Thursday, June 28, 2012

The Opposite Sex

I'm a guy.

I hope this has been properly established. Just in case it hasn't, I'm married to a wonderful woman, I like explosions, football, and bacon. If I can have an exploding football while eating bacon, life is good.

Why then, as a beginning author trying to write a novel, do I have a female main character?

Perhaps it is because I am crazy?

It is actually what the story demanded. That's what popped into my head, and I ran with it.

Still, it is hard enough to come up with a story arc that can hold interest yet believability for 80,000 words. Why complicate things by trying to envision it as the opposite sex?

I know I've messed up in the process. I've had friends critique things as I go along, and I've especially tried to get female perspective on things. My frequent question is "would a woman think/do this?"

Probably the hardest thing I had to deal with is being told my main character, Jenna Dawson, "wasn't likeable." I meant her to be a type A, driven personality who is a bit impulsive and impatient (another challenge, because I'm not a type A person). She's pushing to be an emergency physician, so she has to be strong. The problem became that she was too harsh according to some friends I respect. I've had to work on revising old stuff and watch that in my latest writing.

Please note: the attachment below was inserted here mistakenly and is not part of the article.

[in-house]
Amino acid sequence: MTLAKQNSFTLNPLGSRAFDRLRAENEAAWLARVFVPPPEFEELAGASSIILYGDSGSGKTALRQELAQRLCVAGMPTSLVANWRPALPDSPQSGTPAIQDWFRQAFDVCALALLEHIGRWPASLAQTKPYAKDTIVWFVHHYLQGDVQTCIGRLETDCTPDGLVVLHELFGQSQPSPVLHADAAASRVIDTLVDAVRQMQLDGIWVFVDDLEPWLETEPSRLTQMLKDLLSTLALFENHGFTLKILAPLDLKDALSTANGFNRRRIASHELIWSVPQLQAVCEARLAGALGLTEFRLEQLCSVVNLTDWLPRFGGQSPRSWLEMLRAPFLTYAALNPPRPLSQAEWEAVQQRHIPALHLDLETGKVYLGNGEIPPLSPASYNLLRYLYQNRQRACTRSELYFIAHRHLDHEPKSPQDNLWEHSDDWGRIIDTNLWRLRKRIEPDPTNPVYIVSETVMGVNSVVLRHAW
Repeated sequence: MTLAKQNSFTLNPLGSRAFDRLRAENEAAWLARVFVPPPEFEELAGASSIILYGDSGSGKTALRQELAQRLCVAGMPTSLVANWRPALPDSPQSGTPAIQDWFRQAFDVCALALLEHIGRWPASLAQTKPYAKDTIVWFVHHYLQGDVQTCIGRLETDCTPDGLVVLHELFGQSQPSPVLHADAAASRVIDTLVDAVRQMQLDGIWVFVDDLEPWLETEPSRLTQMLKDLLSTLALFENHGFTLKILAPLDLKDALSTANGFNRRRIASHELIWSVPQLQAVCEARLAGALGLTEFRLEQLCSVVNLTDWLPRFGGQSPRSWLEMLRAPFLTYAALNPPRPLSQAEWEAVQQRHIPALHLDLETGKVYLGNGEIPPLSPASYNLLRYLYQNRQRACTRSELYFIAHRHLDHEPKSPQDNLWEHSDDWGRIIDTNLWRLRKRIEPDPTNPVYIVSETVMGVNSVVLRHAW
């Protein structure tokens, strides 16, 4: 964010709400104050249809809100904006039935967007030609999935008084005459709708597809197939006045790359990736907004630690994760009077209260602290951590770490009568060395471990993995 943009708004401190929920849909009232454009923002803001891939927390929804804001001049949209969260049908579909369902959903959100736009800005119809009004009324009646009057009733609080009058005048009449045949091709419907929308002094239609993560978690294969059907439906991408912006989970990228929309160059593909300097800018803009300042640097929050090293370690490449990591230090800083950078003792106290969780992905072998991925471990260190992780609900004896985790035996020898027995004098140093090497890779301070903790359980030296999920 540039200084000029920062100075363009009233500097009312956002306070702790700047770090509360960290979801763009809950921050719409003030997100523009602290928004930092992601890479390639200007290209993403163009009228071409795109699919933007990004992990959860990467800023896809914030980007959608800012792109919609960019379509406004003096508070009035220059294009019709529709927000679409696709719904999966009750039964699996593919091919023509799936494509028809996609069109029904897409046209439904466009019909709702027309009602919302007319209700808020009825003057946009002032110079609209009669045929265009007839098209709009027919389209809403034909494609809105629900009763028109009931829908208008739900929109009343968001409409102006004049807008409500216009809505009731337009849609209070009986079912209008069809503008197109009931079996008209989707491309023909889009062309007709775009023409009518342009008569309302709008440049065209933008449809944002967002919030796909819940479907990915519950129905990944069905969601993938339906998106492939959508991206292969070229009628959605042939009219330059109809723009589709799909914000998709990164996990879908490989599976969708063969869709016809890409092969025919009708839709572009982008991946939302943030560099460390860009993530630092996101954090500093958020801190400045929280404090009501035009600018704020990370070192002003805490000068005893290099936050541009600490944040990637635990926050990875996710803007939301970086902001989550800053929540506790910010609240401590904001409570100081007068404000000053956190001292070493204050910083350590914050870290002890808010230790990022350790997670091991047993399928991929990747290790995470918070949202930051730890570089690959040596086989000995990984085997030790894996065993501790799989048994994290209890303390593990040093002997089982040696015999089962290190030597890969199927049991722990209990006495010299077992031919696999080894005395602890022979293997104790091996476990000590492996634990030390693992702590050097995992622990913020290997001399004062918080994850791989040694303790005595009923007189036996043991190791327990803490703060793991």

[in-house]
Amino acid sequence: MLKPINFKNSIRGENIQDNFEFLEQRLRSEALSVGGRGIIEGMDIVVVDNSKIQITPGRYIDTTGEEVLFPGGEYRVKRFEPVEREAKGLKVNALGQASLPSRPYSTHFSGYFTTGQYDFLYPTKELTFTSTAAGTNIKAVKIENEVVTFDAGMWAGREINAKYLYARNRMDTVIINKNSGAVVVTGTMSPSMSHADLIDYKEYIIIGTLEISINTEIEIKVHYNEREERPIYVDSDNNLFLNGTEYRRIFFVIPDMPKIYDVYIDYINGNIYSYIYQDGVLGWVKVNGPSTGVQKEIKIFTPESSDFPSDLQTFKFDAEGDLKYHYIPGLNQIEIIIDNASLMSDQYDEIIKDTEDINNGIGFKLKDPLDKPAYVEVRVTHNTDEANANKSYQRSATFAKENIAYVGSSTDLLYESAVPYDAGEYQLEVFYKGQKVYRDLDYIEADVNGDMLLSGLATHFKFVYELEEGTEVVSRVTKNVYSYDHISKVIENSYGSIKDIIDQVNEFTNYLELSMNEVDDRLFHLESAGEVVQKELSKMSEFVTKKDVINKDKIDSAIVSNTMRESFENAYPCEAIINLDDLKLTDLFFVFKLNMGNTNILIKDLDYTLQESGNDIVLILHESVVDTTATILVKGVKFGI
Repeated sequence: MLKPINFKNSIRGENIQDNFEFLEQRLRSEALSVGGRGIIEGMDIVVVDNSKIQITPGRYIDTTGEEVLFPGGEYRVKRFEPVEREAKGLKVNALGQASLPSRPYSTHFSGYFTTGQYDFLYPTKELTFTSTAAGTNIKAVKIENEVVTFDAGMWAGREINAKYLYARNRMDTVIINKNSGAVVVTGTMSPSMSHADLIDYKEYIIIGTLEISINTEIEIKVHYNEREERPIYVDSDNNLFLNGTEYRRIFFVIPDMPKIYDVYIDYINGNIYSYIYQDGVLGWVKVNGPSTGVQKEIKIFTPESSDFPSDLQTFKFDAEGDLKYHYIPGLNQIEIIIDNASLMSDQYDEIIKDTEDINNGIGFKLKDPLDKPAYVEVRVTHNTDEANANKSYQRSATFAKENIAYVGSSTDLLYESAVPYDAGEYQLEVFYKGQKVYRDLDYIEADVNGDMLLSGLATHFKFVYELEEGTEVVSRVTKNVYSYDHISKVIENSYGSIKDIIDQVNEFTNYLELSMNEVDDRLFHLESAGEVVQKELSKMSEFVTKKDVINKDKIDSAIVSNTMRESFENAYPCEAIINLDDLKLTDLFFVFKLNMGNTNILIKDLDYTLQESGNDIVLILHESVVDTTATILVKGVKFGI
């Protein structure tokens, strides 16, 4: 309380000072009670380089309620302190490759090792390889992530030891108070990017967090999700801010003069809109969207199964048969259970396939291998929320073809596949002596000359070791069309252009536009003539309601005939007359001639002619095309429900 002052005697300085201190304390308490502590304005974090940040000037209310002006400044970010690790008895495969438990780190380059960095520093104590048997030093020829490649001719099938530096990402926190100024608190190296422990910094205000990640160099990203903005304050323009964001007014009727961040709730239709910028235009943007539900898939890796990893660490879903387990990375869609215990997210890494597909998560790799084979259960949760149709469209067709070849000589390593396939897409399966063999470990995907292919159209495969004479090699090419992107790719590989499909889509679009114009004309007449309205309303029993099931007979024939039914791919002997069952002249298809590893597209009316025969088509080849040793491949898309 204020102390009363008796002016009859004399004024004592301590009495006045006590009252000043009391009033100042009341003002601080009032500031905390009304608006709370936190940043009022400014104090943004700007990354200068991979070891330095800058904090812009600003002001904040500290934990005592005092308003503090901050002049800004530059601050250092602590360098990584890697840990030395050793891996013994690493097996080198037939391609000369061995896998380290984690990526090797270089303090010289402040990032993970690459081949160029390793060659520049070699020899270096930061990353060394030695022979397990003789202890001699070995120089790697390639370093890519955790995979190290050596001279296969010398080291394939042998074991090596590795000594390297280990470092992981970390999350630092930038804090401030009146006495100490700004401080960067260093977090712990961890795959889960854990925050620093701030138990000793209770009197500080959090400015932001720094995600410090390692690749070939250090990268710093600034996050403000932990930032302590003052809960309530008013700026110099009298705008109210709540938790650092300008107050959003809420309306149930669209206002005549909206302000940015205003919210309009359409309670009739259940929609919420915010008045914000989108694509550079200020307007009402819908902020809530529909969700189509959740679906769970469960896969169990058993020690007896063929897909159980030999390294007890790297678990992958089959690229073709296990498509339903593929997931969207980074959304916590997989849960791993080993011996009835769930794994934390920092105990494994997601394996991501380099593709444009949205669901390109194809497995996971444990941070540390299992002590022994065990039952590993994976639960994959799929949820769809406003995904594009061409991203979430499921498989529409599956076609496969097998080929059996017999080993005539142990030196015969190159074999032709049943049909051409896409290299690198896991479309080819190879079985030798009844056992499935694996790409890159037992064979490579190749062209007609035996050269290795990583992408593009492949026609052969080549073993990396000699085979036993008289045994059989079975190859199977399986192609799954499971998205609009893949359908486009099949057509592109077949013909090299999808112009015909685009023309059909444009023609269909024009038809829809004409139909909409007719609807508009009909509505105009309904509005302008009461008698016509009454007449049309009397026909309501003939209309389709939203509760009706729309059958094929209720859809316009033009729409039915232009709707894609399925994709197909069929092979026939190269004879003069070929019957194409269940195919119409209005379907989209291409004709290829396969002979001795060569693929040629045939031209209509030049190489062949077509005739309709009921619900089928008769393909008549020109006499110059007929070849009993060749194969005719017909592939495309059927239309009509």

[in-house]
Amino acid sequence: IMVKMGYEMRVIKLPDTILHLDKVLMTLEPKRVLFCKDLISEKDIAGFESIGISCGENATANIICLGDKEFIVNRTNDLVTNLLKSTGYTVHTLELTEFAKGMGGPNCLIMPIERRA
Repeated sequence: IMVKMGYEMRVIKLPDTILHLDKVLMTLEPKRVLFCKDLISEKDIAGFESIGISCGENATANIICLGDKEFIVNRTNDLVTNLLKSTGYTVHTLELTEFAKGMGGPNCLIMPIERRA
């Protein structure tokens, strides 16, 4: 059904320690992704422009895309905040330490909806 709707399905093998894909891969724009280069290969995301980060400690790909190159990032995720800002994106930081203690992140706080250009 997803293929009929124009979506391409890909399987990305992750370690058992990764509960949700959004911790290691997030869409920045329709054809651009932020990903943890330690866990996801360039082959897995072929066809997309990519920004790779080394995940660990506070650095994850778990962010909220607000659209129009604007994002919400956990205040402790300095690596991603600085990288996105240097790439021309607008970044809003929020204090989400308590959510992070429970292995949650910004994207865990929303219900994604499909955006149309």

I would say that's the biggest thing I've had to do - get feedback and be open to the criticism. In a recent writing contest, I submitted my first 15 pages. Thankfully, I received good comments on Jenna as an engaging main character. Hopefully I'm learning!

The interesting thing is, according to the Gender Genie, I'm more of a feminine writer. Mike Duran posted about the difference between male and female writers, and used this fun little web site in his discussion. I don't think the site is very scientific, but it still was interesting to try it out.

Words: 1195
(NOTE: The genie works best on texts of more than 500 words.)

Female Score: 1478
Male Score: 1407

The Gender Genie thinks the author of this passage is: female!

Should writers be afraid of writing the opposite sex? Well, unless a man is writing about monks or a woman's book is in a nunnery, you're going to have to anyway. We're going to use our imagination anyway, so we need to do our research and be willing to change if our females are too manly, or a male lead is too girly.

In closing, here is some classic teaching on the difference between men's brains and women's brains. Enjoy!

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